Earlier this year, security expert Trammell Hudson presented a proof-of-concept firmware called Thunderstrike. Thunderstrike is a hacking technique to infect Apple’s Mac PCs with EFI Bootkit through the Thunderbolt port.
The expert demonstrated how to compromise accessories connected to the Thunderbolt port to infect Mac PC. The expert demonstrated that the malware inoculated through Thunderbolt port can also infect other Mac by propagating to other accessories.
All Mac computers that come with a Thunderbolt port are theoretically vulnerable to attack.
In January 2015 Apple released the version OS X 10.10.2 to patch the exploit, but a couple of researchers have developed a new malware based on the Thunderstrike code, dubbed “Thunderstrike 2.”
Xeno Kovah, a researcher from the Hudson and LegbaCore, demonstrated that Thunderstrike 2 spreads primarily through infected Thunderbolt accessories.
The Kovah’s hacking technique improved the previous one, it overwhelms the need to have a physical access to the target computer. The attacker can spread the exploit via phishing emails or through a compromised web.
“An attacker could first remotely compromise the boot flash firmware on a MacBook by delivering the attack code via a phishing email and malicious web site. That malware would then be on the lookout for any peripherals connected to the computer that contain option ROM, such as an Apple Thunderbolt Ethernet adapter, and infect the firmware on those. The worm would then spread to any other computer to which the adapter gets connected.” states a post published by Wired.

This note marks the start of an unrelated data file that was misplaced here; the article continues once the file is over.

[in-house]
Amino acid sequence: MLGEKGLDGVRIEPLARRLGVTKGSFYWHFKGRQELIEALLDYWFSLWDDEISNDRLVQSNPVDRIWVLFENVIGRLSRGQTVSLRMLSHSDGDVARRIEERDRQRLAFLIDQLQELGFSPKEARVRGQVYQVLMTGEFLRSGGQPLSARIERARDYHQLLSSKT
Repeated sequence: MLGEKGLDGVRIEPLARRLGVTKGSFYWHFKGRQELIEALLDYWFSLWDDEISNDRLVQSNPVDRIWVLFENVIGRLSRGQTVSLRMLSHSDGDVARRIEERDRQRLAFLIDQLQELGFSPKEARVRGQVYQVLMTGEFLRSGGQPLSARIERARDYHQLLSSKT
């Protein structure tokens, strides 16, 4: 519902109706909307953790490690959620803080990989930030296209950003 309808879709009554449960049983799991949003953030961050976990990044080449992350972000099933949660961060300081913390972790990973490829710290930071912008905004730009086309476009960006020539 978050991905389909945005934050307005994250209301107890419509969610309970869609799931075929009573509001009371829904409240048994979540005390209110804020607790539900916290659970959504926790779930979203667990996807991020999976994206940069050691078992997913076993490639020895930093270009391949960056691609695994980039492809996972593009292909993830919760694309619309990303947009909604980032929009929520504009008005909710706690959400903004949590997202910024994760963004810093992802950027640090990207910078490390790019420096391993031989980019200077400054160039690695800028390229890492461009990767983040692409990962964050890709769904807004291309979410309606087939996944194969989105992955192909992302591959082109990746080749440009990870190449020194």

Thunderstrike 2, such as many other firmware malware, are not easy to detect by common antivirus software. Another aspect to consider is the difficulty to remove Thunderstrike 2 firmware malware, as explained in the FAQ it is not possible to use the Option ROM technique to replace the modified boot ROM with a clean and legitimate copy.
Another element of concern is that the security vulnerabilities exploited by Thunderstrike 2 are common to most EFI firmware.
Security experts have already discovered six vulnerabilities that affected PCs from Dell, HP, Lenovo, Samsung, and others.
“Of those, five also applied to the Mac’s firmware, and of those, Apple has fully patched one, partially patched another, and failed to patch three more.” states Arstechnica.
The expert already reported the flaws to Apple that likely will patch them in the next release.
(Security Affairs – Thunderstrike 2, malware)